Accessibility links

US Lawmakers Push to Change Policy Toward Iran - 2002-07-25


A group of U.S. lawmakers is calling for a change in U.S. policy toward Iran. They are urging the Bush administration to abandon efforts to work with the Iranian government, in favor of appealing directly to pro-democracy supporters among the Iranian people.

Republican Sam Brownback of Kansas, a sponsor of the bi-partisan resolution, offered harsh words about Iran, which President Bush has labeled part of an axis of evil.

"It is important for us to recognize the current regime in Iran for what it is: an illegitimate, ruling elite that stifles the growth of genuine democracy, abuses human rights and funds the export of terrorism," Mr. Brownback said.

President Mohammad Khatami, who took office in 1997 and was re-elected last year, has long vowed to pursue reform. But Senator Ron Wyden of Oregon, a Democratic sponsor of the bill, says Mr. Khatami and his reformist allies have not made good on those promises.

"They are unwilling or unable to produce any tangible democratic changes," Senator Wyden said. "In fact, the record of the Khatami administration has been one of increasing censorship, religious vigilantism and intimidation, and widespread political repression."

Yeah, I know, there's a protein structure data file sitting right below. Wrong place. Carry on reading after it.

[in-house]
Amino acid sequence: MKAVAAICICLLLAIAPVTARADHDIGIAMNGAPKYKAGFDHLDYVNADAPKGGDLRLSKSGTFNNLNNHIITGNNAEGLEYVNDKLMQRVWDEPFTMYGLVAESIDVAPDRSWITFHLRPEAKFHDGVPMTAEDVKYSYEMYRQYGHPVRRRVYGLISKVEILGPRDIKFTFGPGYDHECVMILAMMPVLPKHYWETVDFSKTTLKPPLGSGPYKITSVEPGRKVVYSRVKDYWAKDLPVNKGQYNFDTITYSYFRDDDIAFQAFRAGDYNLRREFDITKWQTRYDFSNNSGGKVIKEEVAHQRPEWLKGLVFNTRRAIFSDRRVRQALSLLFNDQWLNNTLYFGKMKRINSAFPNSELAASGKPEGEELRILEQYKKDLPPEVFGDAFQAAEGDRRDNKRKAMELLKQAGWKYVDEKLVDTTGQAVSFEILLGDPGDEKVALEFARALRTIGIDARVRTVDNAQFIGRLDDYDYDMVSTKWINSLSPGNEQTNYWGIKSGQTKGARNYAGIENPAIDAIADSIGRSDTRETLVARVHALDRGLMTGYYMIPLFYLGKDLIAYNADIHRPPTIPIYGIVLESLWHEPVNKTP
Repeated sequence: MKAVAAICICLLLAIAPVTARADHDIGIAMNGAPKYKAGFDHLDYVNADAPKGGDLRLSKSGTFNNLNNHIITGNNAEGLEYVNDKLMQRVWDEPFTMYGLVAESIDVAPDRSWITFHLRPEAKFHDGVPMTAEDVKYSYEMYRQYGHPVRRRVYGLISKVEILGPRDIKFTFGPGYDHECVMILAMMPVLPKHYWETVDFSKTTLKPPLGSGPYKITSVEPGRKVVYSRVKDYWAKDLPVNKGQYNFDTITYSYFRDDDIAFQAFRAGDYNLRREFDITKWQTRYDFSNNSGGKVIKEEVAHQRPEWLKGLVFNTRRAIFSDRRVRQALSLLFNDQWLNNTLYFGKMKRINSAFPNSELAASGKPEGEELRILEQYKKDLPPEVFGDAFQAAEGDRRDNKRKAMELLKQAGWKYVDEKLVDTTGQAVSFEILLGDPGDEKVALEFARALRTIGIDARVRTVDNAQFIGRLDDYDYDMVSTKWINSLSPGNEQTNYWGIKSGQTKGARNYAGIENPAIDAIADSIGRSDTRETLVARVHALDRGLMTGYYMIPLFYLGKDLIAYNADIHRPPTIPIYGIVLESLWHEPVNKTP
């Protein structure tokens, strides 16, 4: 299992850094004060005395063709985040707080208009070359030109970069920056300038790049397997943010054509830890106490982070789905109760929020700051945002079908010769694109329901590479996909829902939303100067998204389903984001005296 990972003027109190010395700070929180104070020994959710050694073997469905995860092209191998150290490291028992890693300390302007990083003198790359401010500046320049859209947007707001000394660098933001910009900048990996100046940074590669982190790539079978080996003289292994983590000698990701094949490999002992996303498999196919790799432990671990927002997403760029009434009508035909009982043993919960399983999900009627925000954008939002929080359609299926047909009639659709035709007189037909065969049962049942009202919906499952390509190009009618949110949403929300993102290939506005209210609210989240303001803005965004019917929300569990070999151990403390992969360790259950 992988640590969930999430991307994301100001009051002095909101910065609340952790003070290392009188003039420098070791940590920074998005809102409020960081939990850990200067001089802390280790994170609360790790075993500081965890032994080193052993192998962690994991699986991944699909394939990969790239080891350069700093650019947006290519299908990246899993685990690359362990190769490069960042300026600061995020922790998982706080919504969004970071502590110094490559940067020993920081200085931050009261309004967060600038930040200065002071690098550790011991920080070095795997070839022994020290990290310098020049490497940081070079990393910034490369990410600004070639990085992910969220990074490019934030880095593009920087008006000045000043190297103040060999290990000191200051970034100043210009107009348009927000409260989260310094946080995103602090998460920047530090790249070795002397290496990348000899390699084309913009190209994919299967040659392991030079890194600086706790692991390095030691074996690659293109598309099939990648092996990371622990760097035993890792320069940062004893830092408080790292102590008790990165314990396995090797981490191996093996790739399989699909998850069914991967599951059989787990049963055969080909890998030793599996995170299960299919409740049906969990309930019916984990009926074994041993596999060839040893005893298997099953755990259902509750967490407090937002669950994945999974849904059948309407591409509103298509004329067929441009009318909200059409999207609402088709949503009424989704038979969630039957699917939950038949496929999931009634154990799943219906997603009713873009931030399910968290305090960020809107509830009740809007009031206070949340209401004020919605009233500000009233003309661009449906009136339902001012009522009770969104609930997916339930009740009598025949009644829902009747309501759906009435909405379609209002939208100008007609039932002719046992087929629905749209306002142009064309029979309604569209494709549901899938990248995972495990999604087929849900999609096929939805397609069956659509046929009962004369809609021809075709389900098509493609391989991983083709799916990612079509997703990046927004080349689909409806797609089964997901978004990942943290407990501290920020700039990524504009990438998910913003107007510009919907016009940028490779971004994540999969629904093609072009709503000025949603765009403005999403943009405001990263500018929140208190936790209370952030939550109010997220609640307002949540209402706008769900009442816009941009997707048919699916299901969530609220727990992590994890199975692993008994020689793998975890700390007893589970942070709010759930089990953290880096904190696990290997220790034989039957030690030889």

Senator Wyden noted the U.S. State Department has cited Iran for systematic human rights abuses, including summary executions, disappearances, and widespread use of torture.

He says frequent demonstrations by students, women and religious dissidents in Iran suggest there is a yearning for democratic change among the Iranian people.

It is an observation shared by Democratic Congressman Tom Lantos of California, who is introducing a similar resolution in the House.

"The Iranian people want nothing more than democracy, equality between men and women, religious freedom, and to become part and parcel of the civilized world in the 21st century," Congressman Lantos said.

The non-binding resolution, which would not have the force of law, does not specify how the United States should appeal to pro-democracy supporters in Iran.

A Washington Post article published earlier this week reported the Bush administration had abandoned efforts to find ways of working with the Iranian government.

But White House spokesman Ari Fleischer, while acknowledging U.S. concerns about what he called Iran's support for terrorism and its opposition to Middle East peace efforts, denied the newspaper report. He said U.S. officials would continue to engage Iranian officials directly when useful.

Despite Mr. Fleischer's comments, Congressman Lantos says he believes the administration will back lawmakers' efforts on the issue.

XS
SM
MD
LG